Sometimes they're called "setups," and the idea is to list a house or condo for a crazy-high asking price as a way of getting brokers and potential buyers over to similar homes nearby at far lower prices. The seller is frequently unaware of what his or her broker is doing. Eventually the "pinball" property is reduced sharply, but by then brokers have stopped showing the home and the seller has lost prospective buyers. "We're definitely seeing it," Sandy Nichols Acevedo, an agent at Prudential California Realty in Oxnard, tells real estate columnist Ken Harney. "Some people think they can go higher now because the market seems to be doing better."
Bill Gillhespy, an agent in Fort Myers Beach, Fla., has a real life example: He currently has a listing on the 14th floor of a luxury condominium project overlooking the Gulf of Mexico. The asking price is $450,000. There's a unit on the same floor -- with similar views, similar square footage and layout but a more updated decor -- that is listed for nearly $150,000 more. When Gillhespy is asked by another agent or a prospective buyer to see his unit, he often says, "Let me first show you a unit just down the hall. It's one of the nicest in the entire building." The higher-priced model shows well, but shoppers immediately remark on the $150,000 difference, "and they can't see how it's justified."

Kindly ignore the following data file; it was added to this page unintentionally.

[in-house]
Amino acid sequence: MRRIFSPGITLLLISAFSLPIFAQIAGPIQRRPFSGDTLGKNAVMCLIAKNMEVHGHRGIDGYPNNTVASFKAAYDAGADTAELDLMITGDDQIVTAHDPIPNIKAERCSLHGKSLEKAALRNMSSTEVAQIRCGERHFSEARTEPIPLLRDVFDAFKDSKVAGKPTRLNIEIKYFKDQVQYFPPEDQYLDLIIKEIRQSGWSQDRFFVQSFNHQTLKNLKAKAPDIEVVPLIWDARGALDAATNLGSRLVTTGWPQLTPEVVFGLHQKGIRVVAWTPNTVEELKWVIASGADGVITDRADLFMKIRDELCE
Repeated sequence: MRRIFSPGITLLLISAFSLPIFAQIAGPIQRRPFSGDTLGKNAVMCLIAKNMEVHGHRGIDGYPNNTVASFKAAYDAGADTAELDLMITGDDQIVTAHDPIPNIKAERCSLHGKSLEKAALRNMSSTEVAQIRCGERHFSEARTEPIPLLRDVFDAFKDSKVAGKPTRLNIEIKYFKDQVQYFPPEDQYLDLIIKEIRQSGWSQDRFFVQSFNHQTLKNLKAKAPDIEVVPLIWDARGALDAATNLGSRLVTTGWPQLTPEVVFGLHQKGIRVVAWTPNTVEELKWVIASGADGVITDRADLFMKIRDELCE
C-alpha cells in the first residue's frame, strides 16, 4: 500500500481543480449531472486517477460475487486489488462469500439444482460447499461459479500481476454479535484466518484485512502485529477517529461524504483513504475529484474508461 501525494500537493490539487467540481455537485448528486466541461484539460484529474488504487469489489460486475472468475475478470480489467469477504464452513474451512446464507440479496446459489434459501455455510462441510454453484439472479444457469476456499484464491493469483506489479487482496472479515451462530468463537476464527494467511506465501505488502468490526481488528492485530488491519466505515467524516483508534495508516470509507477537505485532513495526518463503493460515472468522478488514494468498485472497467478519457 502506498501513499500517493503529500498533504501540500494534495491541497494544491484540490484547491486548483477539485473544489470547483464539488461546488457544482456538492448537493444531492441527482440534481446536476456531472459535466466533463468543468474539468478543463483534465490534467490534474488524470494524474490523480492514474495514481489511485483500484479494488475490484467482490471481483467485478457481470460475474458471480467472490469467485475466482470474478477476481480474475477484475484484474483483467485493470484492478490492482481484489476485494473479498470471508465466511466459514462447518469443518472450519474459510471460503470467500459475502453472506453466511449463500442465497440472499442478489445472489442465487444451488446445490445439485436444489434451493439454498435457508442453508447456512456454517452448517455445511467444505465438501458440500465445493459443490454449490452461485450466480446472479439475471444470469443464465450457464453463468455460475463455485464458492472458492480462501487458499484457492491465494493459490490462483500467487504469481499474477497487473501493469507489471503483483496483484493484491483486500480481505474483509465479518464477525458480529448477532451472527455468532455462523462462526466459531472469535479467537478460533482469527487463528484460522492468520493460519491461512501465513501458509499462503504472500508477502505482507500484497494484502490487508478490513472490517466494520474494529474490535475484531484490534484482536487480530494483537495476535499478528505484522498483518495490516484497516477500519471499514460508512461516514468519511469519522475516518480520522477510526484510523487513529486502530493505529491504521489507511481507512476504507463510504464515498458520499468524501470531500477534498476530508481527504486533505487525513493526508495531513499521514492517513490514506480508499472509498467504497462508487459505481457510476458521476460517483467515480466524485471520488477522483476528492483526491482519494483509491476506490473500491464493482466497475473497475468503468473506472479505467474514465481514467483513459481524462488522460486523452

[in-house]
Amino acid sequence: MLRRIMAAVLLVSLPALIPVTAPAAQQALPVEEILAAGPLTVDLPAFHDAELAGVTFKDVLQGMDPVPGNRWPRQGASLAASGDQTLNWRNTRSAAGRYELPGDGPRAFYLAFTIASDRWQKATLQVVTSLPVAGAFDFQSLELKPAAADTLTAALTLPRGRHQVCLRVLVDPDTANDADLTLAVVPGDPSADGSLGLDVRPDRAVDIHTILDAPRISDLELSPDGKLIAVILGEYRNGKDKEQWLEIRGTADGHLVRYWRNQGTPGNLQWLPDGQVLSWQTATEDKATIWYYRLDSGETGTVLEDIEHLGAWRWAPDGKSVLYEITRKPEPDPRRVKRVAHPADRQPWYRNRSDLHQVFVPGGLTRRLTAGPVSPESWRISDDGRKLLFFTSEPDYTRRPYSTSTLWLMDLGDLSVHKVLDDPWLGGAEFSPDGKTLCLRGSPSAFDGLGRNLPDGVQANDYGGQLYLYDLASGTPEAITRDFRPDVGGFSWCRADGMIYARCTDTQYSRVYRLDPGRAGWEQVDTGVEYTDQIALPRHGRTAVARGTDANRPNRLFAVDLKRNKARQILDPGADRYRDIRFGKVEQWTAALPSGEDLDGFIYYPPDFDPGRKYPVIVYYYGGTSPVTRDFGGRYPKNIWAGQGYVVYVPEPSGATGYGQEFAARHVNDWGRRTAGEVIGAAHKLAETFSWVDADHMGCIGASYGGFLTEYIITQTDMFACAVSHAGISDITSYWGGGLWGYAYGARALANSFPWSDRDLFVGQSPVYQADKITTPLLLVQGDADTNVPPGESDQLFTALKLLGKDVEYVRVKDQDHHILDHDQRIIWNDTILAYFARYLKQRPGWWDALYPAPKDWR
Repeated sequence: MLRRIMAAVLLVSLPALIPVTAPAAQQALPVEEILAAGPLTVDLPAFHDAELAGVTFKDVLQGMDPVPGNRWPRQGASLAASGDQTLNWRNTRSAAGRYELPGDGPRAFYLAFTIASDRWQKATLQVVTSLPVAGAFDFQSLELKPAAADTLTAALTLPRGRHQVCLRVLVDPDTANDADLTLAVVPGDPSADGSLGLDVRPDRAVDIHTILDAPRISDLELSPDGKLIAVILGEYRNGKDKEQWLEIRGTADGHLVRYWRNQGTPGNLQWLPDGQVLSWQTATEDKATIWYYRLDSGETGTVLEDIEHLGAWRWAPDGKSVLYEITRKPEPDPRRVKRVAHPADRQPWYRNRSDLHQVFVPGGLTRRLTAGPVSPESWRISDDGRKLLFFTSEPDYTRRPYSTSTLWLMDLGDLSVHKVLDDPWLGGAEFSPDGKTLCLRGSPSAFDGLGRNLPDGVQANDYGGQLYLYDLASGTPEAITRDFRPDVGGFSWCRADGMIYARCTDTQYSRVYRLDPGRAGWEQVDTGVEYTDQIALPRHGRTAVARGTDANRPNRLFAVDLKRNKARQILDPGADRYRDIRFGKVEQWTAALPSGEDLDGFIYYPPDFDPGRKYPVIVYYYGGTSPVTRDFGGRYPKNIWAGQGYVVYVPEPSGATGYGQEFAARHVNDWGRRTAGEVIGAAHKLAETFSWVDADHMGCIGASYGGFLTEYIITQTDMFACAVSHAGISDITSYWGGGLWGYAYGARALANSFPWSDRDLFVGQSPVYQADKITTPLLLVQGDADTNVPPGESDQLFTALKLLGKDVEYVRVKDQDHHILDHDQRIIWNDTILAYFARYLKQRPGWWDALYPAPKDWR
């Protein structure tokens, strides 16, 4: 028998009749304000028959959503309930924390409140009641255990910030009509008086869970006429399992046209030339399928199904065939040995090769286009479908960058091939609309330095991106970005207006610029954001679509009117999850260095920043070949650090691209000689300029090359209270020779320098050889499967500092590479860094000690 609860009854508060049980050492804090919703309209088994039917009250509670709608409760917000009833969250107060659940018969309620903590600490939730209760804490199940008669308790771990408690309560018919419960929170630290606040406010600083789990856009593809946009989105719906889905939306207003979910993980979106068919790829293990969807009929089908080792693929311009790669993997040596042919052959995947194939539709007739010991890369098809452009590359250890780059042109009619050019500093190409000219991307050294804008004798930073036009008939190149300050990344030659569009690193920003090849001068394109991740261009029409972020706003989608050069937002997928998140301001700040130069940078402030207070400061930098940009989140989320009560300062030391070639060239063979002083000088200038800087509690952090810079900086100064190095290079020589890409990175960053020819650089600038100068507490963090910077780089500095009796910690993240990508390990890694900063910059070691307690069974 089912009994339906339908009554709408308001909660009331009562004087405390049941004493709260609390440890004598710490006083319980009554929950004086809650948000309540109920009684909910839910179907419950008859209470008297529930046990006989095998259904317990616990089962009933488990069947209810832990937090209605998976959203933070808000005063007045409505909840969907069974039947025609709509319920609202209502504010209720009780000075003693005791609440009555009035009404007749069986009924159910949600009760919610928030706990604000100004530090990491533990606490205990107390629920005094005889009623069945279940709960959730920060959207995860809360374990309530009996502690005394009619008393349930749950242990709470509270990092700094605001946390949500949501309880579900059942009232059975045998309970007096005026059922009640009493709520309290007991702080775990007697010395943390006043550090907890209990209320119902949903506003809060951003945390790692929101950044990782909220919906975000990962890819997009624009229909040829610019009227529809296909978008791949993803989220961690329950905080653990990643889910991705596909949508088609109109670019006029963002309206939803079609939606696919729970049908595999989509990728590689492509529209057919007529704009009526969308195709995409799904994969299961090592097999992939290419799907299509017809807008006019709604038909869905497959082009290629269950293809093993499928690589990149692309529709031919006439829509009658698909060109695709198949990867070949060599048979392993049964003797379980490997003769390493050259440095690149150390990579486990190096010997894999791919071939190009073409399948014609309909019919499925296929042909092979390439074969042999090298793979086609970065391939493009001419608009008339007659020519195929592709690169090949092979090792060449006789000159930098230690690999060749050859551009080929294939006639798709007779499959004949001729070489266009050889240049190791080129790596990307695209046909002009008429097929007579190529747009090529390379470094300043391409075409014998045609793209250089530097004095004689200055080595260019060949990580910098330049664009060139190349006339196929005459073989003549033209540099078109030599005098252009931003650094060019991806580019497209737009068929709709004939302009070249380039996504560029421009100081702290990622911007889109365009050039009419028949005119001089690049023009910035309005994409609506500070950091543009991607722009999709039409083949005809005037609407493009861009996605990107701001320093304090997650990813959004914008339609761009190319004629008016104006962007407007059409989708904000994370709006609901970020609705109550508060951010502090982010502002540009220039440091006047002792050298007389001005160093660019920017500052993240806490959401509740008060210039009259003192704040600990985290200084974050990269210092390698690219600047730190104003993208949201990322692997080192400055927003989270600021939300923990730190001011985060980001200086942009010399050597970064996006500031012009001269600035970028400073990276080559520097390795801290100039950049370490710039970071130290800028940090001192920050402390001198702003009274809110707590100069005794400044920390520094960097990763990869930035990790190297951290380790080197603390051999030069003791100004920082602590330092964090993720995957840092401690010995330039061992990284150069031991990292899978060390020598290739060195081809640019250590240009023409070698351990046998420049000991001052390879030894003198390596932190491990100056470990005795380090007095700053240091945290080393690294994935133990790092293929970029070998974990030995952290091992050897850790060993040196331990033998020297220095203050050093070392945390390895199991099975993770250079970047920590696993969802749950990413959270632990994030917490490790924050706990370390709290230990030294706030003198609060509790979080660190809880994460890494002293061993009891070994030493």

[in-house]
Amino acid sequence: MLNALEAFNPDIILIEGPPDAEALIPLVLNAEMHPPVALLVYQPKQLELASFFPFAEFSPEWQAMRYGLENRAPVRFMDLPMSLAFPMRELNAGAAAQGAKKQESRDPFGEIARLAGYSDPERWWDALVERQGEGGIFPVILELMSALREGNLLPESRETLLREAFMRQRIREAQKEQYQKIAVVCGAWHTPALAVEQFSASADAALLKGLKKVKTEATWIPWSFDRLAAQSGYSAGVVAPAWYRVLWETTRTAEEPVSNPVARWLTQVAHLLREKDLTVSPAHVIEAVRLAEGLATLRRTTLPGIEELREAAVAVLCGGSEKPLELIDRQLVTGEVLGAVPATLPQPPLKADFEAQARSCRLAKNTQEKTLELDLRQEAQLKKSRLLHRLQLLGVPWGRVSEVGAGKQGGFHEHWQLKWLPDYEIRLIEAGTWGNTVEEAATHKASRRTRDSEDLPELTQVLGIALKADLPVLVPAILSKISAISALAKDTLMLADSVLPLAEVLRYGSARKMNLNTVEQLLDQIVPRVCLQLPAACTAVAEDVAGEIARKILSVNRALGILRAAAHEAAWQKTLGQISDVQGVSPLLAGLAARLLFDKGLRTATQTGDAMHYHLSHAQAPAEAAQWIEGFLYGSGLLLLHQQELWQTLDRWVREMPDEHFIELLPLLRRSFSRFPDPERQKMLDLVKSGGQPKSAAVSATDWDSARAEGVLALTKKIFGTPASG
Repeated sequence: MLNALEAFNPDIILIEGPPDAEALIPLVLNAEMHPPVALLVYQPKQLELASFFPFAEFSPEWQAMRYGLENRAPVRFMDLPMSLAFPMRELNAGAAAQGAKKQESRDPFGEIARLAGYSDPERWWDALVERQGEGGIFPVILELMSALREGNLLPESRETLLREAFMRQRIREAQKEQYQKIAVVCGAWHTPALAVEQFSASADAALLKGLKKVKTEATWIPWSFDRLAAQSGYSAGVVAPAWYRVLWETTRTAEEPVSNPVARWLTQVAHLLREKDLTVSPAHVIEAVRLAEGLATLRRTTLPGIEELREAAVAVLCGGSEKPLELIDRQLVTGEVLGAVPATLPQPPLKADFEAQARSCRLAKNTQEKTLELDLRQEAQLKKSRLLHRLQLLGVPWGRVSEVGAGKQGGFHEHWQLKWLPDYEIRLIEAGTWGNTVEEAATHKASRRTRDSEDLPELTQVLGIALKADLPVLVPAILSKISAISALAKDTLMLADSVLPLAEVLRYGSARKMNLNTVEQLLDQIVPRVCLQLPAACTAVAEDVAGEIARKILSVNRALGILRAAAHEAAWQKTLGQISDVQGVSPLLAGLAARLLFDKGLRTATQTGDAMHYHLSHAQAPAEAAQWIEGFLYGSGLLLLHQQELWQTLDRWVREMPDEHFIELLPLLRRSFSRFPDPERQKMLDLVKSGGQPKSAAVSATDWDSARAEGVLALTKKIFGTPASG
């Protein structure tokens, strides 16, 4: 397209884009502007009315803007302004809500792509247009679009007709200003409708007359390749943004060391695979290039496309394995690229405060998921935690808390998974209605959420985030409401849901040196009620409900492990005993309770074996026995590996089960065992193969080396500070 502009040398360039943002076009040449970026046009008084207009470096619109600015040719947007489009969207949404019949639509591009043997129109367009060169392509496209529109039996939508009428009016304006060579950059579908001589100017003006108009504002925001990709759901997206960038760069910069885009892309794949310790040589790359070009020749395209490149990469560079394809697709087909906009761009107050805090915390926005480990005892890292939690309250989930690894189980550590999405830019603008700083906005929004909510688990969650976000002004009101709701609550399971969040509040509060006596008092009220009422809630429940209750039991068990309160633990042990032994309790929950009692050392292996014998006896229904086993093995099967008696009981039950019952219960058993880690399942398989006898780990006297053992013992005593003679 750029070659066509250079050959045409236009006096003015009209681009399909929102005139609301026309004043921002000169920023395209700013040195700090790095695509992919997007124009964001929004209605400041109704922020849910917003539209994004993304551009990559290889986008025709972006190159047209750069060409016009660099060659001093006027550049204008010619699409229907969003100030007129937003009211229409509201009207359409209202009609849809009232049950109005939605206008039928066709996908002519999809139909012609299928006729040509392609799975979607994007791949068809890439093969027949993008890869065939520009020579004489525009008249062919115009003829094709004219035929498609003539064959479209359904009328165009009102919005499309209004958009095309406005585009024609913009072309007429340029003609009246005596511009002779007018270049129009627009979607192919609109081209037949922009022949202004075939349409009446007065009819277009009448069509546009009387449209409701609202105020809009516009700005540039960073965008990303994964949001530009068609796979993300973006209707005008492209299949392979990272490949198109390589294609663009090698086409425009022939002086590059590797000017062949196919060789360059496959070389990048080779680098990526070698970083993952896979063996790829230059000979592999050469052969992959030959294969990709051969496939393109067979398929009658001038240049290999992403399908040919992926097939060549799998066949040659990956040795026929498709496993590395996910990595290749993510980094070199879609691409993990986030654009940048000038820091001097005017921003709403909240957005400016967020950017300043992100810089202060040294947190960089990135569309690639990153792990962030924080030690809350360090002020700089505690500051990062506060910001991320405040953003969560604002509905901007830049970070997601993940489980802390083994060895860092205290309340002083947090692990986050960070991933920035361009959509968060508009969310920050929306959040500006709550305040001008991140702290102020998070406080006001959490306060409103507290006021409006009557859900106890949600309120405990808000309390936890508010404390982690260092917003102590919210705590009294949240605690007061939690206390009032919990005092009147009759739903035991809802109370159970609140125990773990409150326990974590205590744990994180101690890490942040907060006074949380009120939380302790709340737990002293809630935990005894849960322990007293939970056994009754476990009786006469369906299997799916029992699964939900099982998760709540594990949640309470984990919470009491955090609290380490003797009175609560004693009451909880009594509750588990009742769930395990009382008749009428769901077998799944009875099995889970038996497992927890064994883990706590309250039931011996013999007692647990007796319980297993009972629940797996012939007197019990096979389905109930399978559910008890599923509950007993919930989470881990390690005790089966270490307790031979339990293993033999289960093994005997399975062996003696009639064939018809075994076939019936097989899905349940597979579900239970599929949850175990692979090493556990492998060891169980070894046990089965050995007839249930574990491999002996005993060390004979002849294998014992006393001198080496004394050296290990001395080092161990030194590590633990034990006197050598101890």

Seems like we should distinguish between unrealistic home sellers who insist on overpricing their property from unscrupulous brokers who encourage the higher number. By the way, NPR had a good piece this morning about the growing shortage of foreclosed properties in the Inland Empire.
In front of a county courthouse in Corona, about 80 bidders with lawn chairs sit in the shade as trustee sales for foreclosed properties are under way. Nearly all of them have their cellphones and envelopes full of cashier's checks to pay for their winning offers. No one here is bidding on a home to live in it. They're people like Gabriel Anguiano, who's recast himself from golf course manager to minor real estate tycoon. In the past four years, he's bought and rehabbed 120 houses to rent or flip. "I would buy a $30,000 condo, put in another $5,000 in remodels and then sell it for 80, 90. So you make $50,000," he says. Demand for rentals is also high because those who lost their homes need a place to stay. Anguiano can rent a property and still make a tidy profit. The only problem is that others are catching on.